Man Convicted Of Murder At Age 15 Insists He’s Innocent, Seeks New Trial

Evaristo Salas Jr. says that “lies” have kept him in prison and what happened in his case “was easily swept under the rug.”

September 08, 2021
In 1995, a jury convicted 15-year-old Evaristo Salas for an apparent gang-related hit that left one man dead. His sisters say Evaristo is innocent, and they can prove it. They're hoping Chris and Fatima of Reasonable Doubt will get behind their fight.

In 1995, a jury convicted 15-year-old Evaristo Salas for an apparent gang-related hit that left one man dead. His sisters say Evaristo is innocent, and they can prove it. They're hoping Chris and Fatima of Reasonable Doubt will get behind their fight.

Photo by: Actual Innocent Prisoners

Actual Innocent Prisoners

In 1995, a jury convicted 15-year-old Evaristo Salas for an apparent gang-related hit that left one man dead. His sisters say Evaristo is innocent, and they can prove it. They're hoping Chris and Fatima of Reasonable Doubt will get behind their fight.

By: Aaron Rasmussen

Supporters are rallying around a Washington man who is hoping to get a new trial or be released after spending almost a quarter century behind bars for a murder he says he did not commit.

On November 14, 1995, Jose Arreola was shot dead in a pickup truck in Sunnyside. Six months after Arreola’s death, then-15-year-old Evaristo Salas Jr. became a suspect in the case after an informant told police he overheard him bragging about killing Arreola. The only witness to the crime, Arreola’s girlfriend, Ofelia Gonzalez, then picked Salas out of a photo lineup as the person who fired the fatal shot.

Both Arreola and Salas were affiliated with area gangs, but Salas insisted to police he and the shooting victim had no problems with each other.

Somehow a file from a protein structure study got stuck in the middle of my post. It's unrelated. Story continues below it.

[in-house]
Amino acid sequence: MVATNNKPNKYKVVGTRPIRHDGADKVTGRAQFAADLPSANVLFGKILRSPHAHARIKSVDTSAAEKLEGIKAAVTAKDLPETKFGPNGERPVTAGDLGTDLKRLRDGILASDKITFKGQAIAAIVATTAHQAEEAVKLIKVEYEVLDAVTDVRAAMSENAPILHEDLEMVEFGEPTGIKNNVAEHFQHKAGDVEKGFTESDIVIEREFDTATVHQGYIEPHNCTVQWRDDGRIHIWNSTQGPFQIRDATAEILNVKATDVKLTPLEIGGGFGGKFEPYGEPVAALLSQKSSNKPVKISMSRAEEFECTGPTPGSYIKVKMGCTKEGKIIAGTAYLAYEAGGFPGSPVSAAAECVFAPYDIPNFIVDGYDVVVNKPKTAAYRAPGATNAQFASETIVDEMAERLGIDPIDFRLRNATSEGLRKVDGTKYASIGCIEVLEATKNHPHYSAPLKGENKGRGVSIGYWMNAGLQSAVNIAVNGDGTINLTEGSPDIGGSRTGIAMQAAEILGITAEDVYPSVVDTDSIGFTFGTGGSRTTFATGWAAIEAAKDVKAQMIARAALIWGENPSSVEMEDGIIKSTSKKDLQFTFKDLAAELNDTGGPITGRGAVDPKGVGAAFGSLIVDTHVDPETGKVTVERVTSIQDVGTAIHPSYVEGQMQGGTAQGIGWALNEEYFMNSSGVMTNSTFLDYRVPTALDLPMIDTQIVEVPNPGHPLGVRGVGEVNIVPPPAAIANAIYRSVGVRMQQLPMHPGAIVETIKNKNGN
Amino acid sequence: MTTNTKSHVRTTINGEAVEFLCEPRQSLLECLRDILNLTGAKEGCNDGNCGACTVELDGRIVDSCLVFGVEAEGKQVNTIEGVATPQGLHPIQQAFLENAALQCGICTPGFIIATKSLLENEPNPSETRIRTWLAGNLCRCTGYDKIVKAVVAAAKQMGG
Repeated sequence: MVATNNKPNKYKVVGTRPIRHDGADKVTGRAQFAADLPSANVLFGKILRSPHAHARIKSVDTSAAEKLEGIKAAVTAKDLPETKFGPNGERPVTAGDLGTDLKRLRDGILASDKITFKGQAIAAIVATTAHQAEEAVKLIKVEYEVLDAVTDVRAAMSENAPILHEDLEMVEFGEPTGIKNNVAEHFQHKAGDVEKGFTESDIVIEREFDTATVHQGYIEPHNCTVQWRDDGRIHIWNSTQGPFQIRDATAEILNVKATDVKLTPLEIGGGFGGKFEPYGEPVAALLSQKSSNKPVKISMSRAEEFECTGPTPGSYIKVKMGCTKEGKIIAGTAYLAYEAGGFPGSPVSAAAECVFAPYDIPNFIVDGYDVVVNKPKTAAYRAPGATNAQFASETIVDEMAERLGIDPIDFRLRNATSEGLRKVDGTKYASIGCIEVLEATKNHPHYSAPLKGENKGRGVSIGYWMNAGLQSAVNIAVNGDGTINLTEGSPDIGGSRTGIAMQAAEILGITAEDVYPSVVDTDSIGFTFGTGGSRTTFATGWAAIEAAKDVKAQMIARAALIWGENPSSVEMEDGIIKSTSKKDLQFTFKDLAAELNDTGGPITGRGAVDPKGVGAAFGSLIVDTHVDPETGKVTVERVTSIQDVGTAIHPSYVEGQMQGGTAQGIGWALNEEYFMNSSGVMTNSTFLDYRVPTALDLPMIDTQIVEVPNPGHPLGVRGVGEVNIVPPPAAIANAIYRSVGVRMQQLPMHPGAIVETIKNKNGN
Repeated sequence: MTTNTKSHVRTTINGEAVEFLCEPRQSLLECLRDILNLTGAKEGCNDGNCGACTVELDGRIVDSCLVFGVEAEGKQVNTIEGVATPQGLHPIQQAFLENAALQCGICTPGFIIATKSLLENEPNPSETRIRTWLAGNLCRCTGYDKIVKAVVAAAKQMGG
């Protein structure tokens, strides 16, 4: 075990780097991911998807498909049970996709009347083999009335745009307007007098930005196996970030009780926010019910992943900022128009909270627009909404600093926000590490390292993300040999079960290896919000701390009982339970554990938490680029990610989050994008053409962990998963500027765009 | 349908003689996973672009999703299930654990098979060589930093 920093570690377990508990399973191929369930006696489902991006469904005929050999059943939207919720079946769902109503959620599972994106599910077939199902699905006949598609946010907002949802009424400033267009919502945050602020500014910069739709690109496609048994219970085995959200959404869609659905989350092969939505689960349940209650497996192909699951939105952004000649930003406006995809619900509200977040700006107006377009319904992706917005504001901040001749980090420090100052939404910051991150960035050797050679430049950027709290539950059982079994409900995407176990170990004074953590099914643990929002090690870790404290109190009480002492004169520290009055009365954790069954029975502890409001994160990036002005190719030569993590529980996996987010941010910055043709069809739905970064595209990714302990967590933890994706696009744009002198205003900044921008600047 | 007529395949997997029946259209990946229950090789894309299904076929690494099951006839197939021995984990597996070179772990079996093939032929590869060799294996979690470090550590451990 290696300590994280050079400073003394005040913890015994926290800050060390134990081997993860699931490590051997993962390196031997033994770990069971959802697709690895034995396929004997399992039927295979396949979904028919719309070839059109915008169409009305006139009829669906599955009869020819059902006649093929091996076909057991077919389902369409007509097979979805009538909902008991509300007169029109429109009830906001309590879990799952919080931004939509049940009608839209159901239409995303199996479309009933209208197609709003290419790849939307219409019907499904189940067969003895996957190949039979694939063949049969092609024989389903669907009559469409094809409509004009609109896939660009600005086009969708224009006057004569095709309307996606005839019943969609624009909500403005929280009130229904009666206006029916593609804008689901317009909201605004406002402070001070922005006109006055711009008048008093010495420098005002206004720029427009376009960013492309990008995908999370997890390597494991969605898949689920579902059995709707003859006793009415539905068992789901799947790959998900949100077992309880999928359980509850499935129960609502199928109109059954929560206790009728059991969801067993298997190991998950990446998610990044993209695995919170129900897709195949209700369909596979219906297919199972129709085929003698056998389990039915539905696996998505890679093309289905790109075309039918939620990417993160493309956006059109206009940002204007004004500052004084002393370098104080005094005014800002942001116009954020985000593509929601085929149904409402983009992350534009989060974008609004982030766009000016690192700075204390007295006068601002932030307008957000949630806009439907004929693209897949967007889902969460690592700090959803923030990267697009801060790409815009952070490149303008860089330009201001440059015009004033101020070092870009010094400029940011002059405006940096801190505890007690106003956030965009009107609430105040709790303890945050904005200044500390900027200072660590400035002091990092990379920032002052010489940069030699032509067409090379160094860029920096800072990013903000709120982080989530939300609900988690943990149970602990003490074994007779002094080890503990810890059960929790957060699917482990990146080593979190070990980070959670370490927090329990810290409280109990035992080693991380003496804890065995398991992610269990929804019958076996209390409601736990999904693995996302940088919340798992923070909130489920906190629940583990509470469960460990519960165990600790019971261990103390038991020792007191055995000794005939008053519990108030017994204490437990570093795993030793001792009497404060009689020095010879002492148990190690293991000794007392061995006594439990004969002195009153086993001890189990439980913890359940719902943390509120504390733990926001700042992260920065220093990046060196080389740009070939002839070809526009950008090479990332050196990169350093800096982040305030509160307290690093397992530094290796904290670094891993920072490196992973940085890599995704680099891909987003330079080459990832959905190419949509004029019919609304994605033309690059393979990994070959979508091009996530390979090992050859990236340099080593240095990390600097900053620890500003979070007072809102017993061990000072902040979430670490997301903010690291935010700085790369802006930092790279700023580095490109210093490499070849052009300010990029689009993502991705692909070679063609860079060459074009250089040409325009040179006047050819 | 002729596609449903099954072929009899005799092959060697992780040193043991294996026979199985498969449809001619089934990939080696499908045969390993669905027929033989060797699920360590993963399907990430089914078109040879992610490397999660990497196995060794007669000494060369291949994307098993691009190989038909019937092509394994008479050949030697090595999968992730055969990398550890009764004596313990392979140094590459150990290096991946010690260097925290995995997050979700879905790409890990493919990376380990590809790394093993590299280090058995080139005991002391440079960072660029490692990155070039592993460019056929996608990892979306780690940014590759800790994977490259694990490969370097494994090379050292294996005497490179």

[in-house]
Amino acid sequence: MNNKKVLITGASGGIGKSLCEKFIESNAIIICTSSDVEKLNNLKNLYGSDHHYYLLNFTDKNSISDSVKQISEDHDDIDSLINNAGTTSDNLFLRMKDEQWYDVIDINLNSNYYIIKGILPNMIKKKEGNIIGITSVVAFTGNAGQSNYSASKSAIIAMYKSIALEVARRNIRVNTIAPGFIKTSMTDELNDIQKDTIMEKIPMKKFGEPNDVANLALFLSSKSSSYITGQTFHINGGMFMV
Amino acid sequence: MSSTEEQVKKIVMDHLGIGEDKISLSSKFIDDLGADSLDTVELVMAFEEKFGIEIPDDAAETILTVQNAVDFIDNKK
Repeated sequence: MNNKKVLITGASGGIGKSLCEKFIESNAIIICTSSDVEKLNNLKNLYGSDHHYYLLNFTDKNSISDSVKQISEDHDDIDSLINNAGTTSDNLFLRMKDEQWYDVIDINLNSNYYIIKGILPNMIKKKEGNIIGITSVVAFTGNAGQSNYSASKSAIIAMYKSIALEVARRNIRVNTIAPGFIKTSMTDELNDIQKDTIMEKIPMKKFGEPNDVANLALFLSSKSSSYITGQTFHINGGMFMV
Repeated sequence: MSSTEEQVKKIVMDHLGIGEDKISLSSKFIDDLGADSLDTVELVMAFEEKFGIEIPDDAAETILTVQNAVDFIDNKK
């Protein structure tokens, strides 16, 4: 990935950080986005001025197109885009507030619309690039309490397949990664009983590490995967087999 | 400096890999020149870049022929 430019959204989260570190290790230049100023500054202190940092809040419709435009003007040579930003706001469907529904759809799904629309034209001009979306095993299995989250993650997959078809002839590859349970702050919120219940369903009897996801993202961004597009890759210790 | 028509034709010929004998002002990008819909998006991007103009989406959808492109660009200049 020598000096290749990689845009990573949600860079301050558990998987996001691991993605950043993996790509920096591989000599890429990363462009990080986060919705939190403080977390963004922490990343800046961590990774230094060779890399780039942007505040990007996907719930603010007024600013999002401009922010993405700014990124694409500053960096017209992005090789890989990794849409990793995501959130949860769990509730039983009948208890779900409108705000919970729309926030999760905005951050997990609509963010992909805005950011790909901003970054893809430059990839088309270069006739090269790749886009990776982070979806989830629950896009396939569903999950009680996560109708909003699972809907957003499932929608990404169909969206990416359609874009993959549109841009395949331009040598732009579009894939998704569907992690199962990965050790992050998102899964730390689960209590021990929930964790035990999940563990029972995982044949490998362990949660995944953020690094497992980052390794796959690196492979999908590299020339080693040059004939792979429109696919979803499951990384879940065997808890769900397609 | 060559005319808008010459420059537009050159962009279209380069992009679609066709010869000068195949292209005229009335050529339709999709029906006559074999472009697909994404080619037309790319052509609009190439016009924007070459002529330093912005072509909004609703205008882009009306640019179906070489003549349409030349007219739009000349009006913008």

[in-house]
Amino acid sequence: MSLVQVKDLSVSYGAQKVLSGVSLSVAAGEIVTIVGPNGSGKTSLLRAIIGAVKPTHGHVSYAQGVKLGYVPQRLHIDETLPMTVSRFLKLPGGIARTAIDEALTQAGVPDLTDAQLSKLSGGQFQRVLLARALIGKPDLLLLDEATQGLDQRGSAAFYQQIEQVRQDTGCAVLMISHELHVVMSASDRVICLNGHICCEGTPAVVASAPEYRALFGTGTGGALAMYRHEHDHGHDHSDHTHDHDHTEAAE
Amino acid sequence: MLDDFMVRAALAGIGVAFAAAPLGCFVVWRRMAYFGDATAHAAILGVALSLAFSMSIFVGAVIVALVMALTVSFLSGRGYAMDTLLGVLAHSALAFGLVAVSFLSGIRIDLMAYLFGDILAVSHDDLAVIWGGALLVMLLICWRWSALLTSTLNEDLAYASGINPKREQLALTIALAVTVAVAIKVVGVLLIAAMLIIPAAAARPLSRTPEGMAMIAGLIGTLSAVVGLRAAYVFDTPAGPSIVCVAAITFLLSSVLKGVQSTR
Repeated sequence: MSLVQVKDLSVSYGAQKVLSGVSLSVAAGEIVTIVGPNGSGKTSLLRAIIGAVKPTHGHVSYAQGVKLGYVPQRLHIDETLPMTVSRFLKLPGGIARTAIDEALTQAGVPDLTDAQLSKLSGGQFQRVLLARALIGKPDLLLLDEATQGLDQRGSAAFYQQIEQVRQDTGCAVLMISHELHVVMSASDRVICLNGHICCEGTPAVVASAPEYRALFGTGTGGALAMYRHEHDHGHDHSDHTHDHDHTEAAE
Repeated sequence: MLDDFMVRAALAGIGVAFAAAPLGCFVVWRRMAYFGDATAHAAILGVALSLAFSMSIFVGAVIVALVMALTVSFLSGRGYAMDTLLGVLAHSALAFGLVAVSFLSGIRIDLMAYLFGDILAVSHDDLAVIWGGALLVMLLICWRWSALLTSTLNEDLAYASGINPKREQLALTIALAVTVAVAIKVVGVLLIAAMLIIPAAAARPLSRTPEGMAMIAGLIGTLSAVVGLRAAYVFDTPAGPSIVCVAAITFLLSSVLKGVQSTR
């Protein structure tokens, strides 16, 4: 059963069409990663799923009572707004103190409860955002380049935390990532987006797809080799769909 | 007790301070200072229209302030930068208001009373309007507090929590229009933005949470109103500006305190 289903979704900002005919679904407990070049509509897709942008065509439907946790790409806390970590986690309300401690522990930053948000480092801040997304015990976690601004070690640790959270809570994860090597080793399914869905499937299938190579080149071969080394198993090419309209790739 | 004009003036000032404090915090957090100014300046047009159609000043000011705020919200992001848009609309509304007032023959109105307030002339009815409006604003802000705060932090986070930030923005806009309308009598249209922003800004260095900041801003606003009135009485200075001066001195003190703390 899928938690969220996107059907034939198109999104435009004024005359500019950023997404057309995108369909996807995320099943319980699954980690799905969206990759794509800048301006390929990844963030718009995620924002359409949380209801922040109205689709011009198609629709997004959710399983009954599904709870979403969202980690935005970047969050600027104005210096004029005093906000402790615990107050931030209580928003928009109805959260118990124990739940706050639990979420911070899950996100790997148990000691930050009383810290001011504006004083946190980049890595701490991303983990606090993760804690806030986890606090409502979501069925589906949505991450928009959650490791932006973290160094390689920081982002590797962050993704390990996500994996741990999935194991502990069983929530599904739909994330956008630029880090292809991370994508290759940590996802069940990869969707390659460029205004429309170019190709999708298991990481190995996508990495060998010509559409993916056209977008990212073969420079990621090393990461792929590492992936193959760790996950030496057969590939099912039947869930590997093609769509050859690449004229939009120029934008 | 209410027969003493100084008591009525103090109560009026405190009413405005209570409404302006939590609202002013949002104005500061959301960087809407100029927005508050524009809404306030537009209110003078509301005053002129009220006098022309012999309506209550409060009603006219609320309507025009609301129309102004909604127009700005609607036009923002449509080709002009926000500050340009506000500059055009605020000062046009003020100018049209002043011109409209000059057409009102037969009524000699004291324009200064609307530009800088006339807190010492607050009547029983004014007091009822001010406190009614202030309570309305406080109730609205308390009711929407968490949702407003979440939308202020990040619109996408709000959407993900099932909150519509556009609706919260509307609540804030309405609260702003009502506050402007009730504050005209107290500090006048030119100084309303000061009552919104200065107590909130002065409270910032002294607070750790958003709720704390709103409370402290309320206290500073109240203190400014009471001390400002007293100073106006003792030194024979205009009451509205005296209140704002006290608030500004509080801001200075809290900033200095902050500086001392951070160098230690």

Salas was tried as an adult. He was convicted of the murder, and a judge sentenced him to almost 33 years in prison.

Now, Laura Shaver, an Everett-based attorney, is seeking a new trial for Salas, the Yakima Herald-Republic reported.

In motions Shaver filed with the Yakima County Superior Court, she has alleged critical key evidence that “would have overwhelmingly proved his innocence” was kept from George Trejo, Salas’s original attorney, in discovery, the process in which the defense is given access to all information and evidence prosecutors have in a case so they may adequately defend their client.

Shaver is seeking to have retired Sunnyside Police Sgt. Jim Rivard, who originally worked on the murder case, deposed under oath. According to Shaver, Rivard allegedly had an ongoing working relationship with the informant who linked Salas to the shooting and receipts allegedly may show the man was paid to testify against him.

According to Shaver, Gonzalez allegedly was responsible for the unauthorized removal of the pickup truck her boyfriend was sitting in when he was fatally shot. As a result, detectives could not process the vehicle for evidence. Sgt. Rivard allegedly filed a request for Gonzalez to be charged with rendering criminal assistance, but that information was never revealed to Salas’s defense lawyer, Shaver said.

Additionally, Rivard’s notes written after the murder allegedly show Gonzalez underwent hypnosis before looking at a photo lineup and indicating Salas was the shooter, claimed Shaver, who noted Washington state excludes this type of testimony in cases since suggestibility could be an issue.

At a recent hearing, Yakima County Deputy Prosecuting Attorney Bret Roberts countered that Salas’s original defense attorney failed to do his due diligence and was aware Gonzalez got the vehicle. He also said there was no proof Gonzalez was ever hypnotized.

“So Mr. Trejo knows the girlfriend or the partner of the victim, the only witness, was given custody of and allowed to sell the crime scene,” Roberts said. “If that doesn’t throw up red flags for an attorney without investigating and deciding that it’s not a big deal, then I don’t know what does.”

In 2018, filmmaker Joe Berlinger released the documentary Wrong Man. The informant that helped put Salas behind bars alleged in the film that his testimony against Salas was untrue and Rivard had coached him, bolstering Salas’s claims he’s innocent of the crime, the Yakima Herald reported.

“What [happened] to me in 1996 was a great injustice and what has allowed these injustices to continue was the fact that nobody knew about it,” Salas wrote in an online petition seeking a new trial. “It was easily swept under the rug.”

“But the lies that have kept me in prison,” he added, “are beginning to crumble as more light is being shed on it.”

To learn more about this case watch the "Hynotized" episode on Season 4 of Investigation Discovery's Reasonable Doubt.

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